• minutes serve as a record of board decisions and the process, or proceedings, by which those decisions were made;
  • minutes should not be a transcript of a meeting: such detail is not required by law and could stifle healthy boardroom debate;
  • minutes should include key points of discussion and the broad reasons for decisions;
  • minutes should record significant issues raised and the responses received or the action promised;
  • minutes should be clear, succinct and in plain English;
  • directors must properly evaluate draft minutes and ensure additions, clarifications or corrections are made where necessary;
  • courts place evidentiary weight on the contents of minutes. Minutes can serve as crucial evidence that directors have complied with their duties in respect of decisions that are later challenged; and
  • it is important to carefully consider the level of detail to include about matters which carry legal professional privilege. Any privileged information included in minutes should be clearly identified.

The dos and don'ts: notes and minutes of other decision-making processes

In addition to the guidance above, for meetings other than board or member meetings, it may be helpful to consider the following, depending on the circumstances:

  • meeting notes should include a list of attendees and it may also be appropriate to note who contributed to a particular discussion; and
  • where a decision was not made by consensus, you may wish the notes to reflect this (even if there is no formal voting mechanism).
  • In all circumstances but particularly where the responsibility of preparing meeting notes falls to a more junior employee, key decision-makers should ensure that the notes are complete and accurate.

At the risk of stating the obvious, the following is to be avoided:

  • notes that are excessively detailed: too much information can result in a lack of clarity and detract from targeted issues and decisions (or create "red herrings" leading to unwarranted regulatory attention and investigation);
  • notes that are simply an assembly of incomplete fragments of a discussion;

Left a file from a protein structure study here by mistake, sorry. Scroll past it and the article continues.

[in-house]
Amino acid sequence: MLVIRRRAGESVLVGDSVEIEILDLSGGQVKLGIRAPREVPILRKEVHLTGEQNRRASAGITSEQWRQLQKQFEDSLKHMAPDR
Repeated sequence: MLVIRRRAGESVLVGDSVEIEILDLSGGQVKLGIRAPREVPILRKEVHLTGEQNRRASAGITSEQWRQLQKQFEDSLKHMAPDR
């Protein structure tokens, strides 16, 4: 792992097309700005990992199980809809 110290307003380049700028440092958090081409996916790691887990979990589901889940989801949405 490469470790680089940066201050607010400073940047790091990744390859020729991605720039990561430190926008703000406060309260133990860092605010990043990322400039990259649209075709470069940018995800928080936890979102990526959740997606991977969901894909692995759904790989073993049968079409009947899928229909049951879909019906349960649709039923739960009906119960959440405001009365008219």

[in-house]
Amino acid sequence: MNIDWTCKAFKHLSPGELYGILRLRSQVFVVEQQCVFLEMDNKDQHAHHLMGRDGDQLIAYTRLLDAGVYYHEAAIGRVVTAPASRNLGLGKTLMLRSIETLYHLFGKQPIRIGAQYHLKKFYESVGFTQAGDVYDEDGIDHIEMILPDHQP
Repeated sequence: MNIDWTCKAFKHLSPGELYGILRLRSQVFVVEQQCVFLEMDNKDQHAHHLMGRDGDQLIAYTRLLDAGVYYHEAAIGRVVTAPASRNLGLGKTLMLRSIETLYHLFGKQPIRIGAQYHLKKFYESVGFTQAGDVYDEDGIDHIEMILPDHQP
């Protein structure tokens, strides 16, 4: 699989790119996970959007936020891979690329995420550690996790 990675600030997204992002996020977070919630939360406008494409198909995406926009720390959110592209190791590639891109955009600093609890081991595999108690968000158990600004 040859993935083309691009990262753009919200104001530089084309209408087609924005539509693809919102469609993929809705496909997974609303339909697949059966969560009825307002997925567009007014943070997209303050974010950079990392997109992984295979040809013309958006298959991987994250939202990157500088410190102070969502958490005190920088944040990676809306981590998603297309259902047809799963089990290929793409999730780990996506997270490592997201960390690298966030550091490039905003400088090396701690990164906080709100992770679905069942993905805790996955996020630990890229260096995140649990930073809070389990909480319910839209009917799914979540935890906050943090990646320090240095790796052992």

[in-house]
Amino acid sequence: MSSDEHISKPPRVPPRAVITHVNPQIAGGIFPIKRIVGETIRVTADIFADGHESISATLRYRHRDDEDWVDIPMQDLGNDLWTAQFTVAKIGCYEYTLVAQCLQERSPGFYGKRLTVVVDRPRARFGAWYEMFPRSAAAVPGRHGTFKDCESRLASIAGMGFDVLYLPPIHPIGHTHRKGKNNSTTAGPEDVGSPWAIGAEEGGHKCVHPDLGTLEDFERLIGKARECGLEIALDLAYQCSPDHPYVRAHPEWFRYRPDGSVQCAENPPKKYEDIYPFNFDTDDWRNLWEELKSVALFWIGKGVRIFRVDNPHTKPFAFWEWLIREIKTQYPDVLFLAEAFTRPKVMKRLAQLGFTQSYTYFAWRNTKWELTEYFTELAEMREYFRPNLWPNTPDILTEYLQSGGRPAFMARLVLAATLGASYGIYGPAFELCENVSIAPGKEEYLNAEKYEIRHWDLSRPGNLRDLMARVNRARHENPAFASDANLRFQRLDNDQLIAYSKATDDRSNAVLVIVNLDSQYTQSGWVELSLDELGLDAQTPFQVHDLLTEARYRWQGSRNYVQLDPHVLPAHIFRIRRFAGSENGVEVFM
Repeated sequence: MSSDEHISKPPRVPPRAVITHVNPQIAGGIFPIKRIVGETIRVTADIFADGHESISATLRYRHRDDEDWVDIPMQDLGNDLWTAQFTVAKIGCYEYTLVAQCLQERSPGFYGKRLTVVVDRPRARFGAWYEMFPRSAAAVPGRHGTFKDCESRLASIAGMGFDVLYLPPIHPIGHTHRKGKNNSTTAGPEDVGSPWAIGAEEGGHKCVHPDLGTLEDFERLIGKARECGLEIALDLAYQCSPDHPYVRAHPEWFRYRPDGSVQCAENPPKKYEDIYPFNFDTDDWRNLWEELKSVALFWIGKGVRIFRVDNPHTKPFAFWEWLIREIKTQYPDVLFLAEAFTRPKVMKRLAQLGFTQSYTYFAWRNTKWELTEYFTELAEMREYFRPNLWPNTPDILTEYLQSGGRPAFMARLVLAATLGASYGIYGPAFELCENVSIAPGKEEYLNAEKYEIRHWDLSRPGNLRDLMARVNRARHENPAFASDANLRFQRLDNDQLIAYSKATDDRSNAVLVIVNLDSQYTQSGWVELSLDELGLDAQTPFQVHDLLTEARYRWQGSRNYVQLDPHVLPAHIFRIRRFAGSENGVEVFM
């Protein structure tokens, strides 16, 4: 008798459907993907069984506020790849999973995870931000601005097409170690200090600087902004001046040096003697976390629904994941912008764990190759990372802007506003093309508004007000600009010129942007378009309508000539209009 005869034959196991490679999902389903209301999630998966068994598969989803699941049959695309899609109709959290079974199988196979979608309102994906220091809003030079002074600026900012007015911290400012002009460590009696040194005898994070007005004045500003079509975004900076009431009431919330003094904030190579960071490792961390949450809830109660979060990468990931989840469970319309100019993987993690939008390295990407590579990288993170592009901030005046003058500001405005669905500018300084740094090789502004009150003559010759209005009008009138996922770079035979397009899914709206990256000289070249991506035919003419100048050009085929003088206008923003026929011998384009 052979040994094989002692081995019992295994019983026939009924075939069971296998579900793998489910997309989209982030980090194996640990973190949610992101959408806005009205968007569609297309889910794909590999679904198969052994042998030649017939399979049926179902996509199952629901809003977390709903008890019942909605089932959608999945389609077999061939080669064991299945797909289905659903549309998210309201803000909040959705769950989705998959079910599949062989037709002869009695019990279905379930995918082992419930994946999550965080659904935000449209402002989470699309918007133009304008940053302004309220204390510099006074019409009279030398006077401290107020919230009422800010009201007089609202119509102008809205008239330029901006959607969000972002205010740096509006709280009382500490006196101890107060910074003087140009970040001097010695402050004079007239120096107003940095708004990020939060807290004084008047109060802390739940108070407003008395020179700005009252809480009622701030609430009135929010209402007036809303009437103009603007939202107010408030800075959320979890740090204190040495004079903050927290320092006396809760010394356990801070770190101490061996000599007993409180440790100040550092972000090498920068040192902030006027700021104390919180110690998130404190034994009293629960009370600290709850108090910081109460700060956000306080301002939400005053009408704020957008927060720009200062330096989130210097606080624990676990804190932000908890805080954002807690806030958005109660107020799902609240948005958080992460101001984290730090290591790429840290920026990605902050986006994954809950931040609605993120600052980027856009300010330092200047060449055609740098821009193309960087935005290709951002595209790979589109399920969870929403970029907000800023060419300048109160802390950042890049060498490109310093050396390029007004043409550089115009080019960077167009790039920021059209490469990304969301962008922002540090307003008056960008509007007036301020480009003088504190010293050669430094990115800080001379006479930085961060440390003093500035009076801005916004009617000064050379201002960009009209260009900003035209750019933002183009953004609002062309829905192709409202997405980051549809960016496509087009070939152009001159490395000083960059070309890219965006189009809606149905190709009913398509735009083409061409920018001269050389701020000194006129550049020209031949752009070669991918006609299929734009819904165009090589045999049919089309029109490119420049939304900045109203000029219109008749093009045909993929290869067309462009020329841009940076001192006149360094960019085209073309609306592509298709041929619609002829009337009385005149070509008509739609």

• notes that include information that is incorrect, ambiguous or misleading;
  • notes that use emotive or impartial language; and
  • notes that are drafted in terms that could compromise legal professional privilege.

Potential issues to bear in mind

When preparing minutes and documenting decisions during a crisis, it is important to be aware of ancillary issues that might be faced, such as:

  • a rapidly changing legislative and regulatory landscape could result in decisions being made and amended multiple times within a short window of time. Documenting the process and why a decision was made or changed should be front of mind;
  • when decisions are made on the fly to manage a crisis, it can be difficult to assess the import of that decision in real time. What may have appeared at the time as a minor decision could have major and potentially long-lasting and far reaching effects; and
  • the added complexity of working from home could present challenges to usual note taking practices. To the extent possible, steps should be taken to mitigate such challenges.

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Clayton Utz communications are intended to provide commentary and general information. They should not be relied upon as legal advice. Formal legal advice should be sought in particular transactions or on matters of interest arising from this communication. Persons listed may not be admitted in all States and Territories.